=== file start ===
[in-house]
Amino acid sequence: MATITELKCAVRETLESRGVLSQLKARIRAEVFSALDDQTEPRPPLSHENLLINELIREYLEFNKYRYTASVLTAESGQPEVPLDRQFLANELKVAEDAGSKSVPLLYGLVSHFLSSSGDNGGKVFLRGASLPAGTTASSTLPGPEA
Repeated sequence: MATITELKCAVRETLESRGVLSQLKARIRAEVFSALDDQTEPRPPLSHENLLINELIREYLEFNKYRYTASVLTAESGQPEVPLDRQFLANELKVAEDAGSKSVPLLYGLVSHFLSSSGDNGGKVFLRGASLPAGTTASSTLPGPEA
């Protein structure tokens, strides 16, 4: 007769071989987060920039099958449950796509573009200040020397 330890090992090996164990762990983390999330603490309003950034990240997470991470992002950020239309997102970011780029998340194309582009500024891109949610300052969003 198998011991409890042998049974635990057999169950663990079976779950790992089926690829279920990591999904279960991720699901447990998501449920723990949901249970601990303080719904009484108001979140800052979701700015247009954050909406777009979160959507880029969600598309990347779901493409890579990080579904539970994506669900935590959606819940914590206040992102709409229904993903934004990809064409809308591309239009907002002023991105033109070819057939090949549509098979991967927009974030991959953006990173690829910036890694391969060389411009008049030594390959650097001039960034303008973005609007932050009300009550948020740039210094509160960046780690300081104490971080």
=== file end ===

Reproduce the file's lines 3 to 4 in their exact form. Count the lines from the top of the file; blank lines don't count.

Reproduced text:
Repeated sequence: MATITELKCAVRETLESRGVLSQLKARIRAEVFSALDDQTEPRPPLSHENLLINELIREYLEFNKYRYTASVLTAESGQPEVPLDRQFLANELKVAEDAGSKSVPLLYGLVSHFLSSSGDNGGKVFLRGASLPAGTTASSTLPGPEA
């Protein structure tokens, strides 16, 4: 007769071989987060920039099958449950796509573009200040020397 330890090992090996164990762990983390999330603490309003950034990240997470991470992002950020239309997102970011780029998340194309582009500024891109949610300052969003 198998011991409890042998049974635990057999169950663990079976779950790992089926690829279920990591999904279960991720699901447990998501449920723990949901249970601990303080719904009484108001979140800052979701700015247009954050909406777009979160959507880029969600598309990347779901493409890579990080579904539970994506669900935590959606819940914590206040992102709409229904993903934004990809064409809308591309239009907002002023991105033109070819057939090949549509098979991967927009974030991959953006990173690829910036890694391969060389411009008049030594390959650097001039960034303008973005609007932050009300009550948020740039210094509160960046780690300081104490971080």